After the Thirty Years War, the Holy Roman Empire was weakened considerably, but survived until the invasion of Napoleon in the early 19th century. A loose political alliance was established among the various German states, which led to the establishment of a German nation in 1873 after a brief war between France and Prussia.

Poor diplomatic manoevering led to strategically poor alliances with other European nations, which put Germany at a disadvantage on the eve of the First World War. The stalement between warring nations on the western front led to the entry of the United States into the war, which tipped the balance in favor of France and Great Britain. After armistice in the west, fighting continued in the east, while Russia underwent its own internal conflicts.

The end of the war also meant the end of the monarchy in all German states still led by royal families. Troubles continued in Germany. The terms of the Treaty of Versailles were especially costly to Germany, and the resulting economic upheavals led to political instability. The revolution in Russia inspired people in Germany to left-wing political action, which was countered by the rise of right-wing parties favored by the business elite.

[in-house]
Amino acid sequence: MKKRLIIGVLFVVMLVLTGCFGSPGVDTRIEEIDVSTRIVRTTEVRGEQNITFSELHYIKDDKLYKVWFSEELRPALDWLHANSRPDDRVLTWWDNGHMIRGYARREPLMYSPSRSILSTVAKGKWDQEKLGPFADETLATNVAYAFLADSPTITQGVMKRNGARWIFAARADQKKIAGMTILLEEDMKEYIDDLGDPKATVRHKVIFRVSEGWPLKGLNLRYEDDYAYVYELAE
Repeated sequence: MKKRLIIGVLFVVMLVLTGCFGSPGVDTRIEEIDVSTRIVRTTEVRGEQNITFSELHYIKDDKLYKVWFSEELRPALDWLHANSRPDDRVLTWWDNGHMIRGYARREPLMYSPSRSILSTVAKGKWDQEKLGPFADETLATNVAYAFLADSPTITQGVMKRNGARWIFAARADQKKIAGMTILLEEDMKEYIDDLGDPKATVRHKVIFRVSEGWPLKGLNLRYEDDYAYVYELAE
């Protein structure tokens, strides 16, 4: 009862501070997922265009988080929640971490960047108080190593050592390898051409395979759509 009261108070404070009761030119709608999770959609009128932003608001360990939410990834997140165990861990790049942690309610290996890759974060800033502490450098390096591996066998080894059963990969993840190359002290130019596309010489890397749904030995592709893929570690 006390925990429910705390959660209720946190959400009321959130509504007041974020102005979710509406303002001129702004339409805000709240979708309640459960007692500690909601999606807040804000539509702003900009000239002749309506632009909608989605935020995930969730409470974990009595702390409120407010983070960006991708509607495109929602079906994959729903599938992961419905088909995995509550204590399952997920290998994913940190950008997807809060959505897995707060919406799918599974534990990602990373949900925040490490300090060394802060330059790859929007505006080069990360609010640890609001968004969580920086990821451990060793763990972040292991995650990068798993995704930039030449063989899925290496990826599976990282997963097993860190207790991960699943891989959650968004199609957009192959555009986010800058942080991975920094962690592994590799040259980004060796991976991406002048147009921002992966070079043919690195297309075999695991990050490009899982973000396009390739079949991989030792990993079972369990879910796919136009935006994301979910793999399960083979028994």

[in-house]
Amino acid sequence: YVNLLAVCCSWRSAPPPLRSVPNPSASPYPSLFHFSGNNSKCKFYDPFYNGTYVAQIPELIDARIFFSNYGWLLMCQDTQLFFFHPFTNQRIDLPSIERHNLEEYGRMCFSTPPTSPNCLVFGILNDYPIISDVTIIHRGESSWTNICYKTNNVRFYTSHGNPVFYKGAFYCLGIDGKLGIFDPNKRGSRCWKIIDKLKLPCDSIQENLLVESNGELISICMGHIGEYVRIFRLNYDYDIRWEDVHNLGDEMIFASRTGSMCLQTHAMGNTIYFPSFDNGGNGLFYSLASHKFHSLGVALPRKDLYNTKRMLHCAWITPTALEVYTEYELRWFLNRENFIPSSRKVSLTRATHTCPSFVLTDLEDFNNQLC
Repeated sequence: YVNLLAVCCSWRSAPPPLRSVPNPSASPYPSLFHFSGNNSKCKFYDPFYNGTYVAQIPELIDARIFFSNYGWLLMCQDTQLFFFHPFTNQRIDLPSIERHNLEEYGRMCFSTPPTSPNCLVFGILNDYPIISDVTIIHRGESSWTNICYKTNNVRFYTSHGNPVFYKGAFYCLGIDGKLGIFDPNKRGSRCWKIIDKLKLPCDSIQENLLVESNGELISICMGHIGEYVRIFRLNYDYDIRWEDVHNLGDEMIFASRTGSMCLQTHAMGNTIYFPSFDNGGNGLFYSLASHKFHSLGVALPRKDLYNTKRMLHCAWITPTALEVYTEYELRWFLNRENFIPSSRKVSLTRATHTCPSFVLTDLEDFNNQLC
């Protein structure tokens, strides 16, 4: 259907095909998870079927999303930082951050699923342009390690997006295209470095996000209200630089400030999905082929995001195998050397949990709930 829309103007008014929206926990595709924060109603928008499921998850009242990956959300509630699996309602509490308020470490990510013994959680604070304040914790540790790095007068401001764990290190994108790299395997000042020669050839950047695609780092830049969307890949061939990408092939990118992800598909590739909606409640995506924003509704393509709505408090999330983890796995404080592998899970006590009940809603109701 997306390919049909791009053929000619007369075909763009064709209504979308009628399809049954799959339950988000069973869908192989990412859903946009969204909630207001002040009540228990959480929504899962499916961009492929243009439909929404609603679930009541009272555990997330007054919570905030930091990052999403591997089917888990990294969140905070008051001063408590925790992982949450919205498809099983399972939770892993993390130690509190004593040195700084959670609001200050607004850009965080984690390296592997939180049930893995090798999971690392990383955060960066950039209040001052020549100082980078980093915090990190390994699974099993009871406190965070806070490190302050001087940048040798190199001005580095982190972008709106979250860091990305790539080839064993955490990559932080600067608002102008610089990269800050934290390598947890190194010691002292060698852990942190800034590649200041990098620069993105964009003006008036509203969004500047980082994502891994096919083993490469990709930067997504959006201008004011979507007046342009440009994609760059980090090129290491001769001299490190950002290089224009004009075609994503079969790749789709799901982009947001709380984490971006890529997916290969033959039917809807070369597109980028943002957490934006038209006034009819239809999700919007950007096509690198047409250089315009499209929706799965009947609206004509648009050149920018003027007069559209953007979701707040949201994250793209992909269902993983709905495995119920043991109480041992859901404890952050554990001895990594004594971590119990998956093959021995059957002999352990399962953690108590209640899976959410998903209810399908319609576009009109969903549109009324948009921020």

The rise in power of the extreme right-wing Nazis meant some short-term improvements in Germany's fortunes, but at the end of the Second World War, the country was literally in ruins. Massive investment by the allies and a lot of long and hard work, though, turned West Germany into an economic powerhouse in the decades after the war.